IMG_2398What made Servaas turn off the main road to Springbok? Was it his tired hips or the arthritic fingers on the throttle? Or perhaps some hidden spiritual instinct that told him to do so? One cannot always explain these things – we all do something at times and then try to tell ourselves some intuition guided us to do so. 

Oh, he’ll tell you it was the sign at the open gate, but  – as obvious as it may seem – that’s not true. He decided to turn off long before he saw the gate. The solitary little rondawel next to the big Bluegum tree and the slowly-turning windpump made a pretty picture in the emptiness of the barren veld around it. And yes, he was tired. His aching backside – not used to the uncomfortable seat – demanded a bit of respite. But there was a tug, a desire, to  ride through to that cottage that he later couldn’t explain. 

When he stopped his Enfield (with a relieved sigh) next to the small verandah, the place seemed to be deserted. A tired rectangular rockery sported a few dead twigs while the stoep was dusty, the steps unswept for a long time. Wilted weeds struggled to survive in the cracks in the steps. But there was a tendril of smoke coming from the chimney, suggesting some life inside – and that’s what made him knock on the door which stood slightly ajar. While he waited, he noted the one hinge hanging loose – the place was obviously in a bad state of repair.

The cottage had a wooden floor and after his third knock, Servaas heard the shuffling of feet inside. An ancient face peeked through the gap between the door and the frame. 

“Ye-e-e-s?” Suspicion weighed the question down.

The voice belonged to an old woman. Sparse grey hair, mole on the prominent nose, pale lips, wrinkles. Too many wrinkles. It was the face a photographer dreams of – it told of hardship and endurance; a lifetime of struggling and disappointment. The eyes – barely visible between the wrinkles – were dull and uninterested.

Servaas didn’t know what to say.

“I thought I’d stop by to say hello.” It sounded as lame as it was. 

“Why?”

“The sign said to keep the gate closed. It was open.”

A cackle of laughter surprised Servaas.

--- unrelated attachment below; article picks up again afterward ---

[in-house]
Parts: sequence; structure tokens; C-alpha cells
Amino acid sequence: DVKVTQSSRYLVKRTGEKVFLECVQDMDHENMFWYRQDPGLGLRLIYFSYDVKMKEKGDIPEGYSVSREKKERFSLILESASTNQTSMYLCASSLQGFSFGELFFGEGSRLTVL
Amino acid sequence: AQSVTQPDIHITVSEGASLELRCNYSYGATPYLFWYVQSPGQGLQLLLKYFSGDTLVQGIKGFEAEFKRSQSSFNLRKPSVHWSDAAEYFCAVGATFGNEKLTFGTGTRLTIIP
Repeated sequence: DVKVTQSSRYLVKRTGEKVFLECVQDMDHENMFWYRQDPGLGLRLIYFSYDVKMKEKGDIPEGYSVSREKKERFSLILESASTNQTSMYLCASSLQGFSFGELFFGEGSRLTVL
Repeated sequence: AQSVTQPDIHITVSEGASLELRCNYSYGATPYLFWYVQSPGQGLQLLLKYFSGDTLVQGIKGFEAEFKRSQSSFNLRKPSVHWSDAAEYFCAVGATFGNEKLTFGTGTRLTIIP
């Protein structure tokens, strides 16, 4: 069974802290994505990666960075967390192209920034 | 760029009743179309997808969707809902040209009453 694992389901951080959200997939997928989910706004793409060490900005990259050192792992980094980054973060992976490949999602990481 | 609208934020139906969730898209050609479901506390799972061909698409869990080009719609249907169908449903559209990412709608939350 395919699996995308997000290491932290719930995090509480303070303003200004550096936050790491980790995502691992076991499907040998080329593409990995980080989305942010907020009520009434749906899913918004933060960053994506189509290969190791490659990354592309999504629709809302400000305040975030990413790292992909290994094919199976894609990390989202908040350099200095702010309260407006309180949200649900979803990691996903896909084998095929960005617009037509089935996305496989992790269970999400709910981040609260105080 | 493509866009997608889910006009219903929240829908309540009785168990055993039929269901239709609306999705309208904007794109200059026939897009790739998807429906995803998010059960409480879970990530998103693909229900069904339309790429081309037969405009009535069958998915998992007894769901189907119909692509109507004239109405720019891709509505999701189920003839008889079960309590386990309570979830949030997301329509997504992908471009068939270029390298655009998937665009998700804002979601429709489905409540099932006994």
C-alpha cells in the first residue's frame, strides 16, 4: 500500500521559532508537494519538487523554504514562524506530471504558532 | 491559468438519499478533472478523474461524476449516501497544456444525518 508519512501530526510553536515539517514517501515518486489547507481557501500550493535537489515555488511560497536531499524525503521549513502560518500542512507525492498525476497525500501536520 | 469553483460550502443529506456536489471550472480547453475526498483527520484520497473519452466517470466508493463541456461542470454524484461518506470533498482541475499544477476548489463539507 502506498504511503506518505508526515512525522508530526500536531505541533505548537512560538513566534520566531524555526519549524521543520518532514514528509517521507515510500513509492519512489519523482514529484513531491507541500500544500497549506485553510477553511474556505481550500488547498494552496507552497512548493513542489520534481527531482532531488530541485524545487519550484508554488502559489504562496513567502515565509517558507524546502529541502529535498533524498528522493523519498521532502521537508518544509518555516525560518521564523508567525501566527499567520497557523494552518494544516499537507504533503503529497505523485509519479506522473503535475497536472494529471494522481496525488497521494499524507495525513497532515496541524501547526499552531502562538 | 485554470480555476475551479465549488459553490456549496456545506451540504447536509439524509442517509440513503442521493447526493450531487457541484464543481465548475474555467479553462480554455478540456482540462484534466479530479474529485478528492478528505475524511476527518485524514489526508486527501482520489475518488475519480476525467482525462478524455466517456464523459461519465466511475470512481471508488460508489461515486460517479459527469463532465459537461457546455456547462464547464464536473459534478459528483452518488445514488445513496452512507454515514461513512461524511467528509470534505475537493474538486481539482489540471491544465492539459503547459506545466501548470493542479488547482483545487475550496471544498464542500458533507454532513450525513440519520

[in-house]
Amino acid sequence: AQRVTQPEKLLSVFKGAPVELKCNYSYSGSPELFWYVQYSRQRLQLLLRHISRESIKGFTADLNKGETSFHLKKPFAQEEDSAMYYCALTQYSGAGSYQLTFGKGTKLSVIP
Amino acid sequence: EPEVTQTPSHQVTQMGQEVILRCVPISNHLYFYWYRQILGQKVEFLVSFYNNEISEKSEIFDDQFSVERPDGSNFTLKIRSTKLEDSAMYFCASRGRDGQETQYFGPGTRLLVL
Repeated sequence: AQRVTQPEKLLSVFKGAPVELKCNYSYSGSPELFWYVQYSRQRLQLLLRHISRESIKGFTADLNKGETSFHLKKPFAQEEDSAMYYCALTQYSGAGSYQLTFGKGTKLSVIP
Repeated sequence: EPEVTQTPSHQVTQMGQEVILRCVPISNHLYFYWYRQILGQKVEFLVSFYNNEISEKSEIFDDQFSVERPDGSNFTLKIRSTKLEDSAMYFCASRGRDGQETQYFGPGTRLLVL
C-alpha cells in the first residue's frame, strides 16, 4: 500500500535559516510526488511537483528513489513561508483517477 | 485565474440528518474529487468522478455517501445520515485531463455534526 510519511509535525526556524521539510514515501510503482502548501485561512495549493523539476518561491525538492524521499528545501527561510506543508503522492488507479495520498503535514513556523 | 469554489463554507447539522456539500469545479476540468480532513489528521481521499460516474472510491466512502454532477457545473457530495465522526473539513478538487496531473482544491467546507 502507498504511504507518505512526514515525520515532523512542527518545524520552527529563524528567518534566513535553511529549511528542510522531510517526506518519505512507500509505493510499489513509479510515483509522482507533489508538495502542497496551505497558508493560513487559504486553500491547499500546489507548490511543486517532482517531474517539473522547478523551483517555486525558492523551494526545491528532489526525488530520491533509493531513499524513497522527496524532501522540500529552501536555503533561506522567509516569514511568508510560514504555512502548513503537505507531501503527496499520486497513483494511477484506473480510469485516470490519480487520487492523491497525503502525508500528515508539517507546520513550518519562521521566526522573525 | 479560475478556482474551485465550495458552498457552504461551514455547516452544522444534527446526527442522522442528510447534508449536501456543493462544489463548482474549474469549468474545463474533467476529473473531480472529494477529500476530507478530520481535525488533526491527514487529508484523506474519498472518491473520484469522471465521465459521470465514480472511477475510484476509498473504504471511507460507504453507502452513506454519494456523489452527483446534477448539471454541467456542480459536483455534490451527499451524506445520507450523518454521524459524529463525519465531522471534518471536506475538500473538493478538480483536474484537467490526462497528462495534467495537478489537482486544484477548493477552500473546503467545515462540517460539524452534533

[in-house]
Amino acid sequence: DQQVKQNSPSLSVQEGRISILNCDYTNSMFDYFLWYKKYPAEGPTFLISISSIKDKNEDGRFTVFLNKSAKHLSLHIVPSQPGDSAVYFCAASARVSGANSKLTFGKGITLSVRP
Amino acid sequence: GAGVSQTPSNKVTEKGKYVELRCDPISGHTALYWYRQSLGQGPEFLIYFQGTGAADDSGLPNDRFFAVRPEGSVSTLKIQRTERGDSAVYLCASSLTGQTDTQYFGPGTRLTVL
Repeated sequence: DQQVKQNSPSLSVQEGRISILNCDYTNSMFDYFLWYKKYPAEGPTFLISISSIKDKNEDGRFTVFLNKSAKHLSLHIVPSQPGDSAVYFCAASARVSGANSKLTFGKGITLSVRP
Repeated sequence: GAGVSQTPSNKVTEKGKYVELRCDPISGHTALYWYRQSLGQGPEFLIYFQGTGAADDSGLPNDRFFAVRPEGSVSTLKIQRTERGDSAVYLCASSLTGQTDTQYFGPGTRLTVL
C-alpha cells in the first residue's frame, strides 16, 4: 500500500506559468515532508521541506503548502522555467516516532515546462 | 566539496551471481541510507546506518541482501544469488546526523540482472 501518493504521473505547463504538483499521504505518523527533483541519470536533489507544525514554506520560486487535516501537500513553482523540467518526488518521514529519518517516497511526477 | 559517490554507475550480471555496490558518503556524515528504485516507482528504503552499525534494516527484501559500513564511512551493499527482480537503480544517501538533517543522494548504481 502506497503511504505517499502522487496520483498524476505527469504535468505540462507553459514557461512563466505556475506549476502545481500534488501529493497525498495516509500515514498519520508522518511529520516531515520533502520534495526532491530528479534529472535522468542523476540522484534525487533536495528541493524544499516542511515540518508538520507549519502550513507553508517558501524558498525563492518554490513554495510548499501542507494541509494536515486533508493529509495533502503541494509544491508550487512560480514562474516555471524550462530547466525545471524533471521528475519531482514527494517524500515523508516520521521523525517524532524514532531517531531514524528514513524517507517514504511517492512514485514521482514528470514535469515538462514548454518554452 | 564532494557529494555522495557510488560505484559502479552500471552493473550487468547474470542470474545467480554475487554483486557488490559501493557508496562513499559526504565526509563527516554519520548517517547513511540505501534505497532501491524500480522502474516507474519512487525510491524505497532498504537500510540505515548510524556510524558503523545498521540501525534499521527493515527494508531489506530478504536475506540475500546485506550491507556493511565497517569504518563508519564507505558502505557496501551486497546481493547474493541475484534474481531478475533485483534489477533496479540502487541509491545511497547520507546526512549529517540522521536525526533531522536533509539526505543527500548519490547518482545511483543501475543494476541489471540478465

“He escaped a long time ago.”

“The tortoise?”

“Yes, him too. Now go away.”

“But…”

“Listen, that tortoise was mine. Mine! And he shouldn’t have left.” For a moment, Servaas saw fire in those dull eyes and felt ice slip down his spine.

Servaas is no fool. Here was a woman with a temper and a  touch of insanity – there could be no doubt about either. The dishevelled appearance, the unkempt hair, the rags she wore…no, this one wasn’t normal, he was sure about that.

“He escaped?” In his mind, Servaas saw a running tortoise shooting anxious glances over its shoulder, scowling to see through the dust. The image made him smile.

“He sure did, that mean critter! Took to the road and thought he’d get away with it. Got him half a mile down the main road the next day and brought him back.”

“You sure it was the same tortoise?”

“Of course! I painted my initials on his stomach. Come, have a look.”

The strange woman then led Servaas into the dark interior of the cottage. She seemed to have forgotten that she recently ordered him off the property and was now humming to herself when she stopped to point at the object next to a well-worn sofa. 

“There,” she said, “you can see for yourself.”

IMG_2430The ‘object turned out to be an empty tortoise shell, quite large by local standards, even larger than one Servaas had to swerve to avoid that morning.

“He’s dead?” 

“Of course he’s dead, Mister! Are you stupid or something? That’s his shell. And here’s my initials.” She turned the shell over to show the faded paint paint spelling DdM. “Dorothy de Meyer, that’s who I am. See?”

Just like Daisy de Melker, Servaas thought with a shudder. Not wanting to offend her, he nodded.